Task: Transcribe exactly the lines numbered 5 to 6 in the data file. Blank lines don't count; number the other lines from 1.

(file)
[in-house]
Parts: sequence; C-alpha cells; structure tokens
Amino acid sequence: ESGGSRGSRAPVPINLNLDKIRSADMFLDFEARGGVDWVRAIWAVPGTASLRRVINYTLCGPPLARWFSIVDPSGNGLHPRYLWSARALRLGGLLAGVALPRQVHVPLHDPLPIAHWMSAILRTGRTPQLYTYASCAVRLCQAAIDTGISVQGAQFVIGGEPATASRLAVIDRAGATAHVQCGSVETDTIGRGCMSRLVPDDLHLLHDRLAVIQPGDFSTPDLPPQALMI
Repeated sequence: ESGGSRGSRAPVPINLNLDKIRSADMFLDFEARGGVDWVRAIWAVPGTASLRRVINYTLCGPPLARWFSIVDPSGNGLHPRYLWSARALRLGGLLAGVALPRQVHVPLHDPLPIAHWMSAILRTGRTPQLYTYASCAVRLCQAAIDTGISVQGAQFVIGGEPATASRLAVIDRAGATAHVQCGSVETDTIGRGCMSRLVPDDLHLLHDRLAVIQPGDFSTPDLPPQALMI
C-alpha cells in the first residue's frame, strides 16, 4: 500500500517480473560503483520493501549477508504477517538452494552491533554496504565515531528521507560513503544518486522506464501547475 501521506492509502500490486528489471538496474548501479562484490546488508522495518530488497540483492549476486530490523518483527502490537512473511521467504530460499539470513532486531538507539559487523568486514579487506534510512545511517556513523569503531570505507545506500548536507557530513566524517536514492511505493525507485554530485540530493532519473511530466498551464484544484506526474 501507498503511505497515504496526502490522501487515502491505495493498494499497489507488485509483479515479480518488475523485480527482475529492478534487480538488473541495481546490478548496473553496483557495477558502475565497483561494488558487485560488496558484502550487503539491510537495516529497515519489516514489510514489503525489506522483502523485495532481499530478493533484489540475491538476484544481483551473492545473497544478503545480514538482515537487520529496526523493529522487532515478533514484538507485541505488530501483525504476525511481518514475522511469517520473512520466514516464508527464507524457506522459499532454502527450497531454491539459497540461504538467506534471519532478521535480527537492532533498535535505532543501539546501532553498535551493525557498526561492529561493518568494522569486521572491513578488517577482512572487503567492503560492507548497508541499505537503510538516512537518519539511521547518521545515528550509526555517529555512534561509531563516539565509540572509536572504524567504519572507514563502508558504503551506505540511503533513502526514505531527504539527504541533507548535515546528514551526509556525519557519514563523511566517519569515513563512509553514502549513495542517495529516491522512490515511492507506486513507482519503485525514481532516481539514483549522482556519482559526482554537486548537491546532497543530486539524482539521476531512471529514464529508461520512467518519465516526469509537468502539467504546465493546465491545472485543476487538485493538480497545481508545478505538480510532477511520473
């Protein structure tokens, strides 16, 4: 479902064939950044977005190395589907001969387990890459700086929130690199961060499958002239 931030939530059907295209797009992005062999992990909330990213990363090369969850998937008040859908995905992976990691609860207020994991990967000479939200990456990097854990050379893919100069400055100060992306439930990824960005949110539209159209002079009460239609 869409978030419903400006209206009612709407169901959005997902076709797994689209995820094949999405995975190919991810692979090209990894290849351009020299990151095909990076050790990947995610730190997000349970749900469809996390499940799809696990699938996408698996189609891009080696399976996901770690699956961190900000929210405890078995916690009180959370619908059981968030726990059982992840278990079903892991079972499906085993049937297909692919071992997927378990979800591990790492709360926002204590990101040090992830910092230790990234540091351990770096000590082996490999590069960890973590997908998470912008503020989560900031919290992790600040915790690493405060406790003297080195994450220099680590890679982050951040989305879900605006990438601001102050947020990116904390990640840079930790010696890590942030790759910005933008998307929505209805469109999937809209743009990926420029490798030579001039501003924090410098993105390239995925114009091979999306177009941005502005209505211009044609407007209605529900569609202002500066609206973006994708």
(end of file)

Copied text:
C-alpha cells in the first residue's frame, strides 16, 4: 500500500517480473560503483520493501549477508504477517538452494552491533554496504565515531528521507560513503544518486522506464501547475 501521506492509502500490486528489471538496474548501479562484490546488508522495518530488497540483492549476486530490523518483527502490537512473511521467504530460499539470513532486531538507539559487523568486514579487506534510512545511517556513523569503531570505507545506500548536507557530513566524517536514492511505493525507485554530485540530493532519473511530466498551464484544484506526474 501507498503511505497515504496526502490522501487515502491505495493498494499497489507488485509483479515479480518488475523485480527482475529492478534487480538488473541495481546490478548496473553496483557495477558502475565497483561494488558487485560488496558484502550487503539491510537495516529497515519489516514489510514489503525489506522483502523485495532481499530478493533484489540475491538476484544481483551473492545473497544478503545480514538482515537487520529496526523493529522487532515478533514484538507485541505488530501483525504476525511481518514475522511469517520473512520466514516464508527464507524457506522459499532454502527450497531454491539459497540461504538467506534471519532478521535480527537492532533498535535505532543501539546501532553498535551493525557498526561492529561493518568494522569486521572491513578488517577482512572487503567492503560492507548497508541499505537503510538516512537518519539511521547518521545515528550509526555517529555512534561509531563516539565509540572509536572504524567504519572507514563502508558504503551506505540511503533513502526514505531527504539527504541533507548535515546528514551526509556525519557519514563523511566517519569515513563512509553514502549513495542517495529516491522512490515511492507506486513507482519503485525514481532516481539514483549522482556519482559526482554537486548537491546532497543530486539524482539521476531512471529514464529508461520512467518519465516526469509537468502539467504546465493546465491545472485543476487538485493538480497545481508545478505538480510532477511520473
């Protein structure tokens, strides 16, 4: 479902064939950044977005190395589907001969387990890459700086929130690199961060499958002239 931030939530059907295209797009992005062999992990909330990213990363090369969850998937008040859908995905992976990691609860207020994991990967000479939200990456990097854990050379893919100069400055100060992306439930990824960005949110539209159209002079009460239609 869409978030419903400006209206009612709407169901959005997902076709797994689209995820094949999405995975190919991810692979090209990894290849351009020299990151095909990076050790990947995610730190997000349970749900469809996390499940799809696990699938996408698996189609891009080696399976996901770690699956961190900000929210405890078995916690009180959370619908059981968030726990059982992840278990079903892991079972499906085993049937297909692919071992997927378990979800591990790492709360926002204590990101040090992830910092230790990234540091351990770096000590082996490999590069960890973590997908998470912008503020989560900031919290992790600040915790690493405060406790003297080195994450220099680590890679982050951040989305879900605006990438601001102050947020990116904390990640840079930790010696890590942030790759910005933008998307929505209805469109999937809209743009990926420029490798030579001039501003924090410098993105390239995925114009091979999306177009941005502005209505211009044609407007209605529900569609202002500066609206973006994708």